• It challenges conventional notions of work and emotions, offering a fresh perspective that will make readers question the emotional demands placed on them in their own careers.

    Best quote from The Managed Heart

    What are little girls made of? Sugar and spice and everything nice. What are little boys made of? Snips and snails and puppy dog tails.

    —Arlie Russell Hochschild
    example alt text

    Who should read The Managed Heart?

    • Readers working customer-facing jobs
    • Students interested in gender issues in the workplace
    • Working mothers frustrated with the expectations they face

    About the Author

    Arlie Russell Hochschild is a Professor Emerita of Sociology at the University of California, Berkeley. A renowned author, Hochschild has written three New York Times Book Review Notable Books of the Year: The Second Shift, The Managed Heart, and The Time Bind. Her latest book is Strangers In Their Own Land: Anger and Mourning on the American Right.

    Categories with The Managed Heart

    Book summaries like The Managed Heart

    People ❤️ Blinkist 
    Sven O.

    It's highly addictive to get core insights on personally relevant topics without repetition or triviality. Added to that the apps ability to suggest kindred interests opens up a foundation of knowledge.

    Thi Viet Quynh N.

    Great app. Good selection of book summaries you can read or listen to while commuting. Instead of scrolling through your social media news feed, this is a much better way to spend your spare time in my opinion.

    Jonathan A.

    Life changing. The concept of being able to grasp a book's main point in such a short time truly opens multiple opportunities to grow every area of your life at a faster rate.

    Renee D.

    Great app. Addicting. Perfect for wait times, morning coffee, evening before bed. Extremely well written, thorough, easy to use.

    People also liked these summaries

    4.7 Stars
    Average ratings on iOS and Google Play
    31 Million
    Downloads on all platforms
    10+ years
    Experience igniting personal growth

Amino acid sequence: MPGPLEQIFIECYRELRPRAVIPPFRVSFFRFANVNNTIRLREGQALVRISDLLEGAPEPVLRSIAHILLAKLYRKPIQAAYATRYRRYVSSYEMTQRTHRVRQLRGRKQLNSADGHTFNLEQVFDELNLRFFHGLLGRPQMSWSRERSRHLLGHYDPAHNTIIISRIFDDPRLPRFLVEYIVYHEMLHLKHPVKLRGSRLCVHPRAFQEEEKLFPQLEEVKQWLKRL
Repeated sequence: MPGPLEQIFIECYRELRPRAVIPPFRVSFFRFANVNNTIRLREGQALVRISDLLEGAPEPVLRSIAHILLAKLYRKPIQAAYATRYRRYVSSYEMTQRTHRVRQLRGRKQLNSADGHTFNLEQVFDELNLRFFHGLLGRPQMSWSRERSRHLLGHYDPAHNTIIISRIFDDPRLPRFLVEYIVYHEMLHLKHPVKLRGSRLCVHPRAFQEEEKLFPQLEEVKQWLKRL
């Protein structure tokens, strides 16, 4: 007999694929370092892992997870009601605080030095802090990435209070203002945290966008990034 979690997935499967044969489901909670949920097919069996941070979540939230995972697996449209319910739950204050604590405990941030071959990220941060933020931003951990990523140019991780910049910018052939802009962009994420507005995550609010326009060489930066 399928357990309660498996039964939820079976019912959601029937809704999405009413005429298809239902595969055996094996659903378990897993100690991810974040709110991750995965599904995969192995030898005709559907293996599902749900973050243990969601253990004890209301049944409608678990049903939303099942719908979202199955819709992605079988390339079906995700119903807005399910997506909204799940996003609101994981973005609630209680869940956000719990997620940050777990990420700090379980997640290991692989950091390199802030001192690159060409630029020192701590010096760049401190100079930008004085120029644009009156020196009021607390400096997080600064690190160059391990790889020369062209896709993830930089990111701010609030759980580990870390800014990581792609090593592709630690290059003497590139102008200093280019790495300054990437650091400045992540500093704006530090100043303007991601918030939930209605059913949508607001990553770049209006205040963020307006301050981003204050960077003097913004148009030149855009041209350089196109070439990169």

Powerful ideas from top nonfiction

    Try Blinkist to get the key ideas from 7,000+ bestselling nonfiction titles and podcasts. Listen or read in just 15 minutes.

    Start your free trial

    The Managed Heart FAQs 

    What is the main message of The Managed Heart?

    The main message of The Managed Heart is an exploration of emotional labor and its impact on individuals in the workplace.

    How long does it take to read The Managed Heart?

    The reading time for The Managed Heart varies, but it is estimated to take a few hours. The Blinkist summary can be read in just 15 minutes.

    Is The Managed Heart a good book? Is it worth reading?

    The Managed Heart is worth reading for its insightful analysis of emotional labor and its effect on workers' well-being.

    Who is the author of The Managed Heart?

    The author of The Managed Heart is Arlie Russell Hochschild.

    What to read after The Managed Heart?

    If you're wondering what to read next after The Managed Heart, here are some recommendations we suggest:
    • The Strange Order of Things by Antonio Damasio
    • Emotions Revealed by Paul Ekman
    • Emotional Agility by Susan David
    • Permission to Feel by Marc Brackett
    • Discipline Is Destiny by Ryan Holiday
    • Descartes’ Error by Antonio Damasio
    • How Highly Effective People Speak by Peter Andrei
    • The Mindful Body by Ellen J. Langer
    • Atomic Habits by James Clear
    • The Diary of a CEO by Steven Bartlett